New Looks Liberal Christianity


As an (un)reconstructed liberal, I’m so happy to see the turn of the pendulum, as historians begin to consider that old formation, Liberal Christianity, and to see it written about in the New York Times, where it might do some good. But I still don’t understand David Hollinger’s point that liberals “may have lost Protestantism, but they won the country, establishing ecumenicalism, cosmopolitanism and tolerance as the dominant American creed.” I understand, of course, the statement as it relates to liberal cultural dominance  in the middle of the American 20th century. But I’m curious what it has to say about liberal Protestantism, and what Mark Lilla called its “stillborn God,” although  that too was perhaps prematurely announced. I’m looking forward to if, when, and how the philosophers begin to weigh in, and whether or not the critical theorists will get over that militant tick.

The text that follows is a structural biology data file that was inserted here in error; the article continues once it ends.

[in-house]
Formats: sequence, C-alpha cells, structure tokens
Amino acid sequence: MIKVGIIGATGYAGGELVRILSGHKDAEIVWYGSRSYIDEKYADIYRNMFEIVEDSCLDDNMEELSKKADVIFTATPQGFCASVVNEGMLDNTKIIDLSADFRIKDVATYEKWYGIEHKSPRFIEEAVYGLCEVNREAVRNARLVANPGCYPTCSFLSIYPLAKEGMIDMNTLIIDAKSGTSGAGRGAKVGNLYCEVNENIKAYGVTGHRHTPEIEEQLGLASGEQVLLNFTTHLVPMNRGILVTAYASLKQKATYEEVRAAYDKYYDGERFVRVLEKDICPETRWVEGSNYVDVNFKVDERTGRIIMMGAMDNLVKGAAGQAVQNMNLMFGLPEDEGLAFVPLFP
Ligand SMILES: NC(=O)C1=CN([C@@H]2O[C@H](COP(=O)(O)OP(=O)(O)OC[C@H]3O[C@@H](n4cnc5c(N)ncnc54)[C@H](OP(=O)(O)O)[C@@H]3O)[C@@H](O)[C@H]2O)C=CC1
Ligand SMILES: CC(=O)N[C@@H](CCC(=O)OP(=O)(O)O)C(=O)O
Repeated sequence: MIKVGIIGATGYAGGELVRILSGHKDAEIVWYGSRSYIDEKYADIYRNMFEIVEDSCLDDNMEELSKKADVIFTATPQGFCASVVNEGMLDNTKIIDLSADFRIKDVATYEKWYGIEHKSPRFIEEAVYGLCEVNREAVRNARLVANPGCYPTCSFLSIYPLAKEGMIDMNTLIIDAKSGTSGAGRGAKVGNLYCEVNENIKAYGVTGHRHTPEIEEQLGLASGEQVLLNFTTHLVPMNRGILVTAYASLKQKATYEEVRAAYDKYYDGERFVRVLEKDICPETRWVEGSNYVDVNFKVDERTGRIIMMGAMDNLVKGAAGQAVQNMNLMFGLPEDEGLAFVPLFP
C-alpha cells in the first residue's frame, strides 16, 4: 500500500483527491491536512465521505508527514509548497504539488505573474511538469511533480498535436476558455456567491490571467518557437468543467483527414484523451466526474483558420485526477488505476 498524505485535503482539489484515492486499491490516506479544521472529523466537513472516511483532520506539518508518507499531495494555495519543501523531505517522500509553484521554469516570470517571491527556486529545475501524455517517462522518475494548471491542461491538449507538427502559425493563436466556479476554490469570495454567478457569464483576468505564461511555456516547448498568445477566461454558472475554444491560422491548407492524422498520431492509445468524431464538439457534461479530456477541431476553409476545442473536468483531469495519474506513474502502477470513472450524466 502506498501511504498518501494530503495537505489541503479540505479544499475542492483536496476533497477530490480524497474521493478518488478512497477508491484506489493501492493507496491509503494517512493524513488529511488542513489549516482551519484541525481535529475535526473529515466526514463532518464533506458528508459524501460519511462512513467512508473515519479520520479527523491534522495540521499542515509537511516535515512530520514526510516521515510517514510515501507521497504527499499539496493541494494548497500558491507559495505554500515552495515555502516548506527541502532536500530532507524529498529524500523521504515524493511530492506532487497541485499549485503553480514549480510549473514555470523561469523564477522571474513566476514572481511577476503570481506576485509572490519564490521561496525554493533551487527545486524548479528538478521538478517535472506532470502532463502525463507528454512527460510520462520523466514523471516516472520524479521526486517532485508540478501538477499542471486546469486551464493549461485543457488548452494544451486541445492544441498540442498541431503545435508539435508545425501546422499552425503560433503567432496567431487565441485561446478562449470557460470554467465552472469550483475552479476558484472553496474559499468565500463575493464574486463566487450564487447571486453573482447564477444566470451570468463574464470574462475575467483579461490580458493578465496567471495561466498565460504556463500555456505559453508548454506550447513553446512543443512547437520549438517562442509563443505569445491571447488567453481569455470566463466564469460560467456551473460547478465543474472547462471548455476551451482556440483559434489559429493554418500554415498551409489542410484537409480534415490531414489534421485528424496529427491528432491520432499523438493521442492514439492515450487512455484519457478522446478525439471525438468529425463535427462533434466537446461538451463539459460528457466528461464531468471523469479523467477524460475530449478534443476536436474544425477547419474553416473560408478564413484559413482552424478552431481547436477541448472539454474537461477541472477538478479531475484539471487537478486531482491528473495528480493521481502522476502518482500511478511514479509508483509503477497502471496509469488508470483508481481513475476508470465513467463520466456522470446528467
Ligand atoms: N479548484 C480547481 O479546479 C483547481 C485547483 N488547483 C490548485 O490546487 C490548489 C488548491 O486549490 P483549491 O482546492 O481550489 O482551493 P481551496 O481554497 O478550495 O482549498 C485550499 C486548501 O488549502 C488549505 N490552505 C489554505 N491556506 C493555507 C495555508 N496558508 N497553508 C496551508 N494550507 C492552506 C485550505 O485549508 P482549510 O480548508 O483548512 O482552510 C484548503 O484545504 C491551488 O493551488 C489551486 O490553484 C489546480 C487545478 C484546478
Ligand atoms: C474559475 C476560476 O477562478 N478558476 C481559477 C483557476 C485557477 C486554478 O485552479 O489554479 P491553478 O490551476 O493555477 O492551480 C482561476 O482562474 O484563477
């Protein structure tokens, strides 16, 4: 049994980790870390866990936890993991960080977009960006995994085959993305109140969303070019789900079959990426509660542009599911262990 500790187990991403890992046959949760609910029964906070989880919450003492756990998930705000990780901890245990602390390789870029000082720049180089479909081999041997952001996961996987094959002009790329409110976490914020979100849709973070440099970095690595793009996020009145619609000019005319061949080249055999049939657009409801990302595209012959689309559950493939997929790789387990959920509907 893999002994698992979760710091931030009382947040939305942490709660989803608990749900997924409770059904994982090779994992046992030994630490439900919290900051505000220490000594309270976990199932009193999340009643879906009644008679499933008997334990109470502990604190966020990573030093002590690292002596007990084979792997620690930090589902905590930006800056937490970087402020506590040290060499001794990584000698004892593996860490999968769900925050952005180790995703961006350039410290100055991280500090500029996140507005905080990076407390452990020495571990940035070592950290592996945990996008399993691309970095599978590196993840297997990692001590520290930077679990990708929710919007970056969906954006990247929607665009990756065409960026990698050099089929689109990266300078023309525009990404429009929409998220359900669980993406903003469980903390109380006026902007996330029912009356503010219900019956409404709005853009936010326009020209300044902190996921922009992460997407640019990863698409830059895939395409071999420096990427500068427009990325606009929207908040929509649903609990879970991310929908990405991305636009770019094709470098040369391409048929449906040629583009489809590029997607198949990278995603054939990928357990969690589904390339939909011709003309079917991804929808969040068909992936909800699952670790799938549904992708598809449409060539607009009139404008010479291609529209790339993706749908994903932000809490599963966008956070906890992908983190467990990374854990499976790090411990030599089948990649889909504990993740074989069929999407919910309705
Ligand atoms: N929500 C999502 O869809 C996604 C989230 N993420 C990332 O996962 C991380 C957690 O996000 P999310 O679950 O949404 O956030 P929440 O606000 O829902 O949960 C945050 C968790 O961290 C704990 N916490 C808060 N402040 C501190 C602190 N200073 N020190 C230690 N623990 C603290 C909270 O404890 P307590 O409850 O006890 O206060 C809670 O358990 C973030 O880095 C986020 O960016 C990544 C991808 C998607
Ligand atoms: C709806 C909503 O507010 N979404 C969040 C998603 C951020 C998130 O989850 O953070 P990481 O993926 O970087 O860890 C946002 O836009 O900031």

About zjb

Zachary Braiterman is Professor of Religion in the Department of Religion at Syracuse University. His specialization is modern Jewish thought and philosophical aesthetics.
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1 Response to New Looks Liberal Christianity

  1. adam says:

    I have no idea about the “lost protestantism” comment, however towards your larger argument I give some links:

    Historian, Matthew Hedstrom in his (Nov. 2012) book The Rise of Liberal Religion argues that Liberal Religion is on the rise and that many people had been examining the issue from the wrong perspective.

    PPRI released an excellent study finding that 1/5 Christians today identify as Liberal/Progressive and they show the rise of liberal religion:

    Scot McKnight (a Christian Theologian) on his blog today linked to an Economic Values Report that provides a breakdown of what Christianity looks like sociologically:

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